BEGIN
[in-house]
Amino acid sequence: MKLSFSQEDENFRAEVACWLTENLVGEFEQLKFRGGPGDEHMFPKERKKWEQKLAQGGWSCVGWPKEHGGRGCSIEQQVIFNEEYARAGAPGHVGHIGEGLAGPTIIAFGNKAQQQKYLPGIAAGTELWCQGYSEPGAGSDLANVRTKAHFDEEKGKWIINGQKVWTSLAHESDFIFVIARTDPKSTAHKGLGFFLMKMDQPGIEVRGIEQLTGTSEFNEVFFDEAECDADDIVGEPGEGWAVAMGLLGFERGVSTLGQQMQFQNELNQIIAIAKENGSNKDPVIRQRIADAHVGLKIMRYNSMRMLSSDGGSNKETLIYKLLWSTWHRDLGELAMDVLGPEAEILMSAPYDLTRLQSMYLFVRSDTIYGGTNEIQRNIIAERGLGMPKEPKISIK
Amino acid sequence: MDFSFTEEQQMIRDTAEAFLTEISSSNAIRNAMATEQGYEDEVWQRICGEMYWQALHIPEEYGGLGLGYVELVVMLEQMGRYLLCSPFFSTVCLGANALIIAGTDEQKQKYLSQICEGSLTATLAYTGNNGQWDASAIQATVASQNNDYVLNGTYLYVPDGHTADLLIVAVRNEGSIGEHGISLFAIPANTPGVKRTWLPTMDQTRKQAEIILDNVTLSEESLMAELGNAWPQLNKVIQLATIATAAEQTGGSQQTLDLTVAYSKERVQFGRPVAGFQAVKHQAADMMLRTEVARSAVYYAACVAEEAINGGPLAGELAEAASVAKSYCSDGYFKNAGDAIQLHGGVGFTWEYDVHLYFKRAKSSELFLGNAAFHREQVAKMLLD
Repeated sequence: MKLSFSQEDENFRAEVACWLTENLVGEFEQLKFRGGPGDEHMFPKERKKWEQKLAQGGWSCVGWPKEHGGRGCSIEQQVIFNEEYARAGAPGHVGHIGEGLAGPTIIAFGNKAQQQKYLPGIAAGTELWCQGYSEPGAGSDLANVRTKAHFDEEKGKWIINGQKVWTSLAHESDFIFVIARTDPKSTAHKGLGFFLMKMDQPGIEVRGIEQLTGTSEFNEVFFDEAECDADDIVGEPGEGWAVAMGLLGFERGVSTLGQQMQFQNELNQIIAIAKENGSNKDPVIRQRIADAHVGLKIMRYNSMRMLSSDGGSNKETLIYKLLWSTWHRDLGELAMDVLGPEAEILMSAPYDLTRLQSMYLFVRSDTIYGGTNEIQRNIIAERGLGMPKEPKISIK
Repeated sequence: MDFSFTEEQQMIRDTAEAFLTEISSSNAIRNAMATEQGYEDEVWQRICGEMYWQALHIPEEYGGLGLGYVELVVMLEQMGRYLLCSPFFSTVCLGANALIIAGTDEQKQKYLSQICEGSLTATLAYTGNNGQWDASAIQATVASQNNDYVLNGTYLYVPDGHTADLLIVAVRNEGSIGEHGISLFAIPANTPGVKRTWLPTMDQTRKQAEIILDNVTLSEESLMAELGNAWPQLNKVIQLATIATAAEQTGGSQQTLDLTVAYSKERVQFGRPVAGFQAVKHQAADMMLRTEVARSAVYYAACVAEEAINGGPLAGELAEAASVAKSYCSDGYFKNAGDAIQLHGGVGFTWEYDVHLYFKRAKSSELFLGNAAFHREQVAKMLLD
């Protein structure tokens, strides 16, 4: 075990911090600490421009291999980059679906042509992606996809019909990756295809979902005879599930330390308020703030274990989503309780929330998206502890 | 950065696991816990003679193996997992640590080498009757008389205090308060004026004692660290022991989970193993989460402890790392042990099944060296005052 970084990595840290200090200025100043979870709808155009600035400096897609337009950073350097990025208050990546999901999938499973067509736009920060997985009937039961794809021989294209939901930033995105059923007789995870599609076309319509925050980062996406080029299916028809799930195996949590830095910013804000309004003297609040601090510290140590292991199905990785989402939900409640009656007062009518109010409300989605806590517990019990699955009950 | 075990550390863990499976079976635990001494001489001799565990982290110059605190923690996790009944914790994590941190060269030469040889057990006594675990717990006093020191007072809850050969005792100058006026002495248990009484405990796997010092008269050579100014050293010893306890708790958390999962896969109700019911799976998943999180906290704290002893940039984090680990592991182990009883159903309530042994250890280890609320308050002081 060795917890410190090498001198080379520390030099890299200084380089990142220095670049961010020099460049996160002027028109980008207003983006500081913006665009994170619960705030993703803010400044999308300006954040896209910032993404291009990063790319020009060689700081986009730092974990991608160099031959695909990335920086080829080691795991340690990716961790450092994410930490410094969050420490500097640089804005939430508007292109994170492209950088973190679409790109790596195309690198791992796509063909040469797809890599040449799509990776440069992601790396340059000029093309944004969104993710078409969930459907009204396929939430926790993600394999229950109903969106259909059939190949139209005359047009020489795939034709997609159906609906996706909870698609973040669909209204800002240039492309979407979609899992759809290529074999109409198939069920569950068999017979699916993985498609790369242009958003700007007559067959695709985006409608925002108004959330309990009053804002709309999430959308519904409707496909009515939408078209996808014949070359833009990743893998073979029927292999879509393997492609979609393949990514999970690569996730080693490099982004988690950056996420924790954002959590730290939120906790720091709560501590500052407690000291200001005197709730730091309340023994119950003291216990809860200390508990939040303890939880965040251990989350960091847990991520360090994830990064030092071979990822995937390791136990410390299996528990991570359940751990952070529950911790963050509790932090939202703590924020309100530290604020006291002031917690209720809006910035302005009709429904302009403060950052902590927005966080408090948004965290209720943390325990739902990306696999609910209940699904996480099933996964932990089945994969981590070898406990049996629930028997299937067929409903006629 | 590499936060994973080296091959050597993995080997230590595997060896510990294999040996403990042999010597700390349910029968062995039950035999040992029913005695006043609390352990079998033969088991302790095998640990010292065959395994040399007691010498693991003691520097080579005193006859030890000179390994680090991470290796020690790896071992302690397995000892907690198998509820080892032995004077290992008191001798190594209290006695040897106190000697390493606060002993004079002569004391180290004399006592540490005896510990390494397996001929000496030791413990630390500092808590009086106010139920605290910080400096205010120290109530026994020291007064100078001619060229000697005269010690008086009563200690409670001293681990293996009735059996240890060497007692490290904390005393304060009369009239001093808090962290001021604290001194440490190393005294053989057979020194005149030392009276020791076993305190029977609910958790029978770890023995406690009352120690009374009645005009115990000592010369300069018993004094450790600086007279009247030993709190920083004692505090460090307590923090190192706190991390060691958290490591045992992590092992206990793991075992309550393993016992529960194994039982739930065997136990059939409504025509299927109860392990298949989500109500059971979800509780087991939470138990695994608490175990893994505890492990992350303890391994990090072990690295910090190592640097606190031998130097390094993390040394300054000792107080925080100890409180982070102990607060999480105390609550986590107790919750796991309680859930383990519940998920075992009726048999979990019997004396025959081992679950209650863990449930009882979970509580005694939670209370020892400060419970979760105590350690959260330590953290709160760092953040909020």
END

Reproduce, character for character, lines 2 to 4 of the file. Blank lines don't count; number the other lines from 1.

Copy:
Amino acid sequence: MKLSFSQEDENFRAEVACWLTENLVGEFEQLKFRGGPGDEHMFPKERKKWEQKLAQGGWSCVGWPKEHGGRGCSIEQQVIFNEEYARAGAPGHVGHIGEGLAGPTIIAFGNKAQQQKYLPGIAAGTELWCQGYSEPGAGSDLANVRTKAHFDEEKGKWIINGQKVWTSLAHESDFIFVIARTDPKSTAHKGLGFFLMKMDQPGIEVRGIEQLTGTSEFNEVFFDEAECDADDIVGEPGEGWAVAMGLLGFERGVSTLGQQMQFQNELNQIIAIAKENGSNKDPVIRQRIADAHVGLKIMRYNSMRMLSSDGGSNKETLIYKLLWSTWHRDLGELAMDVLGPEAEILMSAPYDLTRLQSMYLFVRSDTIYGGTNEIQRNIIAERGLGMPKEPKISIK
Amino acid sequence: MDFSFTEEQQMIRDTAEAFLTEISSSNAIRNAMATEQGYEDEVWQRICGEMYWQALHIPEEYGGLGLGYVELVVMLEQMGRYLLCSPFFSTVCLGANALIIAGTDEQKQKYLSQICEGSLTATLAYTGNNGQWDASAIQATVASQNNDYVLNGTYLYVPDGHTADLLIVAVRNEGSIGEHGISLFAIPANTPGVKRTWLPTMDQTRKQAEIILDNVTLSEESLMAELGNAWPQLNKVIQLATIATAAEQTGGSQQTLDLTVAYSKERVQFGRPVAGFQAVKHQAADMMLRTEVARSAVYYAACVAEEAINGGPLAGELAEAASVAKSYCSDGYFKNAGDAIQLHGGVGFTWEYDVHLYFKRAKSSELFLGNAAFHREQVAKMLLD
Repeated sequence: MKLSFSQEDENFRAEVACWLTENLVGEFEQLKFRGGPGDEHMFPKERKKWEQKLAQGGWSCVGWPKEHGGRGCSIEQQVIFNEEYARAGAPGHVGHIGEGLAGPTIIAFGNKAQQQKYLPGIAAGTELWCQGYSEPGAGSDLANVRTKAHFDEEKGKWIINGQKVWTSLAHESDFIFVIARTDPKSTAHKGLGFFLMKMDQPGIEVRGIEQLTGTSEFNEVFFDEAECDADDIVGEPGEGWAVAMGLLGFERGVSTLGQQMQFQNELNQIIAIAKENGSNKDPVIRQRIADAHVGLKIMRYNSMRMLSSDGGSNKETLIYKLLWSTWHRDLGELAMDVLGPEAEILMSAPYDLTRLQSMYLFVRSDTIYGGTNEIQRNIIAERGLGMPKEPKISIK